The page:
After applying the given cell voltage or current the FEM analysis returns the current density distribution on the parts. The resulting local layer thickness is finally calculated from the local current density, given plating time and various coefficients.
The simulation allows for optimization of the electroplating cell and parts:
- Predicting fluctuations of layer thickness and quality across the parts as well as across rack positions
- Investigating the interaction between multiple parts in an electroplating cell
- Designing anode shapes, non-conducting shields or modifying parts for optimum plating conditions
- Reducing plating material consumption by homogenization of layers
Electrically Driven Ion Migration within Biological Tissue
Transient Electric Field Analysis Incorporating Materials with both Conductive and Dielectric PropertiesConsulting_Flyer_Braun_Iontophoresis.pdf [1.3MB]
The deposition of active pharmaceutical ingredients on skin or mucosa surfaces or their migration into biological tissue, respectively, can be enhanced by the application of a driving electric field. This process is known as "Iontophoresis".
The efficiency of an iontophoretic application with respect to various regions of biological surface had to be studied for Braun GmbH, a well-known supplier of consumer products and small appliances.
The migration of ions of the active ingredient through the carrier substance and the tissue follows the electric current density vector field.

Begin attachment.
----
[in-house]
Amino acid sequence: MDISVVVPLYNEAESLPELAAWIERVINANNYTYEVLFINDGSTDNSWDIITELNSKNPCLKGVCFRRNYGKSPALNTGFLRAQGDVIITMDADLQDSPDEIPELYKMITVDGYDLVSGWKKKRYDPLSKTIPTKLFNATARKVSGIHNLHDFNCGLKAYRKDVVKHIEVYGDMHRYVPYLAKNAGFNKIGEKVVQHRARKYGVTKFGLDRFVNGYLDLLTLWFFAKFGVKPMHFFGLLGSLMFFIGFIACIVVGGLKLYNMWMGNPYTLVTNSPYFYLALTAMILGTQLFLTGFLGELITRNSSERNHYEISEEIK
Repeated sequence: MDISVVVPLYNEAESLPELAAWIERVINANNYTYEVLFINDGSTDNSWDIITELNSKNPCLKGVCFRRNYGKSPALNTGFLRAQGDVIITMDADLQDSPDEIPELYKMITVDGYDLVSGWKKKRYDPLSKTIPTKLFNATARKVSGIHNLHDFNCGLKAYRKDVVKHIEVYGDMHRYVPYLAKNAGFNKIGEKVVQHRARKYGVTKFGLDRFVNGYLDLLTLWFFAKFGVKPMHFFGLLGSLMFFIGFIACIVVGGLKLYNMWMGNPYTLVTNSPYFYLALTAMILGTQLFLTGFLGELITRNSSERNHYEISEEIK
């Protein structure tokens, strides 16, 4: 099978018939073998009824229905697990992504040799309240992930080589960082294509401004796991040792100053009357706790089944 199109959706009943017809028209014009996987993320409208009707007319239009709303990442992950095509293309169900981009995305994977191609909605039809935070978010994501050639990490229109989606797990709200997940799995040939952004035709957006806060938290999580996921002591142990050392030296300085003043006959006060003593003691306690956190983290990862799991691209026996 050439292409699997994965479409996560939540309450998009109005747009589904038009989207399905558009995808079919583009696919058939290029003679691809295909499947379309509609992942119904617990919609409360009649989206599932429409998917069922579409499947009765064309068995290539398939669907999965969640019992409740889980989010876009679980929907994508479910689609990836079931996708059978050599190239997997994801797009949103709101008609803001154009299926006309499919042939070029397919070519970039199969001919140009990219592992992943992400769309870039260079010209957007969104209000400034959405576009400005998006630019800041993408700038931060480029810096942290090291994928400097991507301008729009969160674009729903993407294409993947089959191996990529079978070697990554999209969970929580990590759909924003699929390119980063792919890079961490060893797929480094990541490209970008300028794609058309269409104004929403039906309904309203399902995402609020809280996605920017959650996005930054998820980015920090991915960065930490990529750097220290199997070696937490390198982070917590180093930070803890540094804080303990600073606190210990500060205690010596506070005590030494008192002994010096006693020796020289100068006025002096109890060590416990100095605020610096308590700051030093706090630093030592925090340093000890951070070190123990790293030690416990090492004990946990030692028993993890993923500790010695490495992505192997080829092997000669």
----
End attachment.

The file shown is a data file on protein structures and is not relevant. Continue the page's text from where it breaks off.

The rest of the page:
However, biological tissue is not just an electric ion conductor but shows significant dielectric permittivity, too. Therefore a surface charge builds up at the boundary between tissue and carrier substance. In case of a pulsed driving voltage the electric current density will contain components required for charging and discharging.
Within the ANSYS FEM-model both properties, i.e. conductivity and dielectric permittivity, are defined for each material in one and the same simulation. The transient simulation returns the time-dependent current density vector field including the components required for boundary (dis-)charging.
The effective ion flow impacting the 3D skin surface is finally obtained by time-averaging the current density at each point of the boundary.
The simulation results reveal optimum operating parameters for moving the active ingredient to the desired location in the tissue:
- Evaluating the migration rate especially into pores of different size
- Understanding the effect of various dynamic signal parameters like signal shape and frequency on the migration rate;
optimization of the driving signal
- Optimizing the shape and size of the active electrode
Simulation of Car Body Drying Using Virtual-PaintShop
Development of a Drying Oven Model for the Use at a BMW PlantConsulting_Flyer_BMW_VPS_DRY.pdf [1.8MB]
BMW uses simulation tools to ensure a first-class quality of its cars. The VirtualPaintShop (VPS/DRY) is an integral part of the BMW production process. VPS/DRY is used to simulate the drying process of car bodies after painting. For that reason a VPS/DRY model of the drying oven is required (oven model).
The simulation of car body drying processes requires a reliable model of the drying oven. The VPS/DRY oven model takes into account the heat transfer by conduction, convection and by radiation. Furthermore, measurement data, drawings and technical descriptions are considered.
Temperature-time graphs at 39 measurement points of the BMW roadster Z4 were checked in order to obtain a high-quality oven model. A very good agreement between measurement and simulation was achieved, as shown as an example at the speaker bracket.